“It was like a chess game,” Owens said. “They were making moves with their pieces. And you have to make another move to block. Everyone was doing what they thought was right, of course.”

Hayes, who was working closely with Tillis on the budget, said Owens had been vocal about what was taking place.

Complaints from legislators

The next day, Gibson heard from at least two lawmakers who could benefit from the toll projects: Rep. William Current Sr., a Republican from Gastonia who has had an interest in land near the parkway, and Sen. Stan White, a Democrat from Dare County who owns a business that builds homes and rents vacation homes on the northern Outer Banks.

Both say they are representing their constituents, not their personal interests, in advocating for the toll projects.

Gibson said the legislators were “complaining” to him and were seeking help from Perdue to ensure money flowed for both projects.

Gibson then spoke with Trogdon. Trogdon drafted a letter that essentially repeated his position from an earlier letter to lawmakers that said money wasn’t needed for the projects in the next 12 months. Gibson didn’t think it would answer lawmakers’ concerns, and that is why he caused the changes to be made, he said.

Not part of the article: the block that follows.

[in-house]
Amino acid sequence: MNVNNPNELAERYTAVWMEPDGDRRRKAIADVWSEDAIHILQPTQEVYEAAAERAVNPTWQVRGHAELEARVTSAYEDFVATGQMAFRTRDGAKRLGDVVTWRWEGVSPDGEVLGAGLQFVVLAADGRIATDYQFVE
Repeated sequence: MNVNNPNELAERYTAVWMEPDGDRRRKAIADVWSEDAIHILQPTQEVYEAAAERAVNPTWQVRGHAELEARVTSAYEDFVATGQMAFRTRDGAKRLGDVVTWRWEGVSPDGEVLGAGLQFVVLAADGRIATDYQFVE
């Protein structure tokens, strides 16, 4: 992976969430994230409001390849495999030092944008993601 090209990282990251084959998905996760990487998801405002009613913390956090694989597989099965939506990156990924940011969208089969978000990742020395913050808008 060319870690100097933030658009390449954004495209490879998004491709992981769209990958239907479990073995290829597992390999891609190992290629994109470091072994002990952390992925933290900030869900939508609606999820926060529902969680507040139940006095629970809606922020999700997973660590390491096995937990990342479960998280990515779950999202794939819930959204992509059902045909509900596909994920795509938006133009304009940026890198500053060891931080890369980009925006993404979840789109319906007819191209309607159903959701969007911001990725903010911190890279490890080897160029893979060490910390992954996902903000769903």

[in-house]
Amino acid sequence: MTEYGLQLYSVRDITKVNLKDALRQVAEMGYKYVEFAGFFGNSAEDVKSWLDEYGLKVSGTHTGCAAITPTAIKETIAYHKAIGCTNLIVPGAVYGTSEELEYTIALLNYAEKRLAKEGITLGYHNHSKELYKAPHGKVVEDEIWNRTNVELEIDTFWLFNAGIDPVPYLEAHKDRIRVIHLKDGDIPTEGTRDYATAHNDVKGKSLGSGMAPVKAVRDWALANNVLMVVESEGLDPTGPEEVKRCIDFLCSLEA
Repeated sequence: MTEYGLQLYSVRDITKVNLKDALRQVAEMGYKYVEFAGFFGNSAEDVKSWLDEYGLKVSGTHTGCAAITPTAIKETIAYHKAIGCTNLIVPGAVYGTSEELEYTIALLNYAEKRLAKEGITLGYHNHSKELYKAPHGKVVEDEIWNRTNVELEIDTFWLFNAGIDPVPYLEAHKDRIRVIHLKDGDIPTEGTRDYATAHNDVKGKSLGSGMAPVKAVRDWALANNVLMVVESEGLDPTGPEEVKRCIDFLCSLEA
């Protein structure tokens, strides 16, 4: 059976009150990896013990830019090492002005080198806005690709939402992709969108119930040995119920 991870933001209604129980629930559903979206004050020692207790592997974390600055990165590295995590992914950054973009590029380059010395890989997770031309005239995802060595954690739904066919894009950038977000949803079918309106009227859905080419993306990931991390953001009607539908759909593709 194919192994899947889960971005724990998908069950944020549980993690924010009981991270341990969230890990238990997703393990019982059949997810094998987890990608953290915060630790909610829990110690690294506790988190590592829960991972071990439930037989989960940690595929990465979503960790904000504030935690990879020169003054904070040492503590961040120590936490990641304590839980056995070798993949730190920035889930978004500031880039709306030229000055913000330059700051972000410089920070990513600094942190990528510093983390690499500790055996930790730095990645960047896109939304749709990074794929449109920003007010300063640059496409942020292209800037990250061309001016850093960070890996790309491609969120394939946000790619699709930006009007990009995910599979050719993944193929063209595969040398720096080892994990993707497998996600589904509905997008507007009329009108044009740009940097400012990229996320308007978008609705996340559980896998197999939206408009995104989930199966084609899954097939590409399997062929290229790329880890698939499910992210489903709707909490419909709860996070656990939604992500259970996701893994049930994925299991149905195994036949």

“I was trying to solve one problem, or one issue, for a couple of legislators and I created another one...,” he said.

White, a first-term lawmaker who represents a large swath of northeastern North Carolina, said in an interview he had tried to reach Owens to join forces on the issue but they never connected. White said the letter changed at Gibson’s direction played no role in his position on the issue.

In the end, with Trogdon retracting the altered letters and reiterating that no money is needed in the next 12 months, the House and Senate left out substantial funding for the projects in the next year.

Owens said he has been assured that funding for the projects is in place for future budgets. “The speaker has been good to his word to me and he fought to keep the bridge alive,” Owens said.

Curliss: 919-829-4840